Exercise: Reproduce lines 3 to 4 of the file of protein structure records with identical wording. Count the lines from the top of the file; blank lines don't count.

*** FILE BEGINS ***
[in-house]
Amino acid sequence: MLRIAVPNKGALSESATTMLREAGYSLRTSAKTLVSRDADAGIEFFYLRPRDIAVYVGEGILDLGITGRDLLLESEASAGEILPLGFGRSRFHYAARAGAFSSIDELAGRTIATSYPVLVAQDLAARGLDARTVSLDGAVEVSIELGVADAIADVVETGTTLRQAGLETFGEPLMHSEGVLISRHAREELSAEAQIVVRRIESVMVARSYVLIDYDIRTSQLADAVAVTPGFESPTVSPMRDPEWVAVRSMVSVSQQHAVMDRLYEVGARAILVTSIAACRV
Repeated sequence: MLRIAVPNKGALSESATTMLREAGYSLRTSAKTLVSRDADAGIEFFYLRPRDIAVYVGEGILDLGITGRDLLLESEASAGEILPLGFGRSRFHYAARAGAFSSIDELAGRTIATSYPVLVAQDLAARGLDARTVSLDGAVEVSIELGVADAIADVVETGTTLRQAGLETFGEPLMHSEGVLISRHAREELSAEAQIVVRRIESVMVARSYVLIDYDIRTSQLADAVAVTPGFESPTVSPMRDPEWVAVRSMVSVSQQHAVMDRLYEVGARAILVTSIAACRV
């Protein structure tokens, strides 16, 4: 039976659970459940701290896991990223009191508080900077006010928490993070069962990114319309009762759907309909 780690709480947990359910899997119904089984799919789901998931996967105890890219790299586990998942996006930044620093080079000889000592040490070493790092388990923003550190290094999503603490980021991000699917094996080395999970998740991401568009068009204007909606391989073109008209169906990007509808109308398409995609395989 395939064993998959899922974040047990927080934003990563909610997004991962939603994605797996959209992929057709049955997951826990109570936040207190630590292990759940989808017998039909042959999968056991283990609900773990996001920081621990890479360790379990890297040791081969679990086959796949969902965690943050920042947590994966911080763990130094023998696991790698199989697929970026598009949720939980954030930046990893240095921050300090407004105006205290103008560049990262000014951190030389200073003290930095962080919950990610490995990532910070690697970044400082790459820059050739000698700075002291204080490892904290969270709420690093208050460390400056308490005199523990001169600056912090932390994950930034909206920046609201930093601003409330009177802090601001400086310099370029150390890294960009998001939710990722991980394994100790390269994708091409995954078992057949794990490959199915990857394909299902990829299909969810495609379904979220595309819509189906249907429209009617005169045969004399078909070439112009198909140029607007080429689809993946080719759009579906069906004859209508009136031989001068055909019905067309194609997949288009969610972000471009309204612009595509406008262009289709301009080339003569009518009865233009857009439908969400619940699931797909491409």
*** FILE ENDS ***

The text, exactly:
Repeated sequence: MLRIAVPNKGALSESATTMLREAGYSLRTSAKTLVSRDADAGIEFFYLRPRDIAVYVGEGILDLGITGRDLLLESEASAGEILPLGFGRSRFHYAARAGAFSSIDELAGRTIATSYPVLVAQDLAARGLDARTVSLDGAVEVSIELGVADAIADVVETGTTLRQAGLETFGEPLMHSEGVLISRHAREELSAEAQIVVRRIESVMVARSYVLIDYDIRTSQLADAVAVTPGFESPTVSPMRDPEWVAVRSMVSVSQQHAVMDRLYEVGARAILVTSIAACRV
């Protein structure tokens, strides 16, 4: 039976659970459940701290896991990223009191508080900077006010928490993070069962990114319309009762759907309909 780690709480947990359910899997119904089984799919789901998931996967105890890219790299586990998942996006930044620093080079000889000592040490070493790092388990923003550190290094999503603490980021991000699917094996080395999970998740991401568009068009204007909606391989073109008209169906990007509808109308398409995609395989 395939064993998959899922974040047990927080934003990563909610997004991962939603994605797996959209992929057709049955997951826990109570936040207190630590292990759940989808017998039909042959999968056991283990609900773990996001920081621990890479360790379990890297040791081969679990086959796949969902965690943050920042947590994966911080763990130094023998696991790698199989697929970026598009949720939980954030930046990893240095921050300090407004105006205290103008560049990262000014951190030389200073003290930095962080919950990610490995990532910070690697970044400082790459820059050739000698700075002291204080490892904290969270709420690093208050460390400056308490005199523990001169600056912090932390994950930034909206920046609201930093601003409330009177802090601001400086310099370029150390890294960009998001939710990722991980394994100790390269994708091409995954078992057949794990490959199915990857394909299902990829299909969810495609379904979220595309819509189906249907429209009617005169045969004399078909070439112009198909140029607007080429689809993946080719759009579906069906004859209508009136031989001068055909019905067309194609997949288009969610972000471009309204612009595509406008262009289709301009080339003569009518009865233009857009439908969400619940699931797909491409």